Productivity Commission recommends Payments System Board ban all card interchange fees, by mid-2019
Reserve Bank conducted extensive Review of Card Payments Regulation over 2015/16; new interchange standards came into force on 1 July 2017
International experience highlights that bans on interchange can have unintended consequences
Point of View
The Productivity Commission, in the Inquiry into Competition in the Australian Financial System Draft Report, publicly released in February 2018, has recommended that the Payments System Board should ban card payment interchange fees by mid-2019.
Interchange fees are a feature of the ‘four party' card model. Interchange fees are paid by the acquiring bank to the issuing bank on transactions routed through a card scheme network. the fees are intended to offset some of the issuing bank costs of issuing and authorising cards. The schemes, such as Visa and MasterCard, set multilateral interchange fees, which are capped by the Reserve Bank.
In offering a rationale for the ban, the Commission stated that “regulation of bank interchange fees and surcharging has proved complex and there is little genuine commercial justification for interchange fees.”
Most submissions addressing the topic appeared to oppose the ban on interchange fees.
There are a range of costs associated with developing and running a payment network. Different participants receive different benefits. Consumers receive security, fraud detection, interest free days and payment convenience (which is underpinned by investment in innovation). Merchants receive the ability the accept non-cash payments, they do not have to write off credit losses, and they can improve customer convenience.
The international schemes and many banks noted that interchange is an effective and efficient way to balance costs across these participants.
Furthermore, a ban on interchange would – clearly – not remove the underlying costs involved with maintaining the system and investing for innovation. Therefore, it is likely that a complete interchange ban would merely shift associated costs elsewhere. This point was made by the Australian Retailers Association (ARA) in its submission.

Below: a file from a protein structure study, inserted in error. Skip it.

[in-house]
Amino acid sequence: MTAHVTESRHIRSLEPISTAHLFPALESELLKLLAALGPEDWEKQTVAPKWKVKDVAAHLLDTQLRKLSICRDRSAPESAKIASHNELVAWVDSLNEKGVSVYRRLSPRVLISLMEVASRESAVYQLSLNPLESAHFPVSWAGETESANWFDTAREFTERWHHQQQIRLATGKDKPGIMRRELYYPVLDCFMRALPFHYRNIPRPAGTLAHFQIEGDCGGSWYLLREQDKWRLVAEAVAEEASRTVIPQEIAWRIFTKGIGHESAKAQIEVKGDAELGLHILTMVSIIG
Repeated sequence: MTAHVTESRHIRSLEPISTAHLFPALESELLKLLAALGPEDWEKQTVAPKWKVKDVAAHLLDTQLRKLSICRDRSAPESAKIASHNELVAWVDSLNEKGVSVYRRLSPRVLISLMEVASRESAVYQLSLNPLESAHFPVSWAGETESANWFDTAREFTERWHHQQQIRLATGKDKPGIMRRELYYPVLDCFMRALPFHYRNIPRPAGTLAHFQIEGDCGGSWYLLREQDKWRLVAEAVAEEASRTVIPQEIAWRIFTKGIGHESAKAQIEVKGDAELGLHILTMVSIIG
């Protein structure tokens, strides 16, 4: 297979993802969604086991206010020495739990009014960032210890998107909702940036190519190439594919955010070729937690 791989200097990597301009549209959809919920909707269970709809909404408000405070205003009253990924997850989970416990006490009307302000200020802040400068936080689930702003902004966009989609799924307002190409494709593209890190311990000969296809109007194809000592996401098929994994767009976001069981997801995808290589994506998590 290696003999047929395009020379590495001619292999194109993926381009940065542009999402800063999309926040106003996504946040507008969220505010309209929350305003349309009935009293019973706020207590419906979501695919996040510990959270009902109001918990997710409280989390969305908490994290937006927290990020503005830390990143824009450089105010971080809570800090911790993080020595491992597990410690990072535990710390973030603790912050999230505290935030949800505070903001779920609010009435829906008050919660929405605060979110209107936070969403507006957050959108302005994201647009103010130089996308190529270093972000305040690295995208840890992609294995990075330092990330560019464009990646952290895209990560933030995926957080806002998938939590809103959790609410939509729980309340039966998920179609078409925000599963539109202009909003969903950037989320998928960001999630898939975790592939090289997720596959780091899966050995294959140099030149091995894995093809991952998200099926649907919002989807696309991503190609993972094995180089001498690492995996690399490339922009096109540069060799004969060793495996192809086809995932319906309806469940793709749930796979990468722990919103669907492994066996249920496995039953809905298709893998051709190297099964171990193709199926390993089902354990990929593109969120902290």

This was highlighted by some submissions that pointed to international experience. The 2010 ‘Durbin amendment’ in the United States radically reduced interchange fees. However, this led to increased costs to consumers elsewhere. Similarly, another submission noted that an interchange ban would likely disproportionately impact smaller banks, which primarily operate on the issuing side and have a smaller asset base across which to spread costs.
Furthermore, many submissions pointed out that the Reserve Bank had only recently conducted the Review of Card Payments Regulation. While the Reserve Bank had considered banning interchange fees, it ultimately decided against this. In its submission, the Reserve Bank stated that factors in this decision included “the risks of significant effects on the competitive balance between three and four-party credit card schemes or of a significant increase in circumvention efforts.”
The changes resulting from the Reserve Bank’s interchange review only came into effect on 1 July 2017. Therefore, some submissions suggested to wait and assess what effect these reforms might have (noting that the Reserve Bank itself will review the fees again in five years).
The Final Report is due to be provided to Government in July 2018, and will likely be publicly released later this year. It will be interesting to see whether the Productivity Commission maintains this recommendation.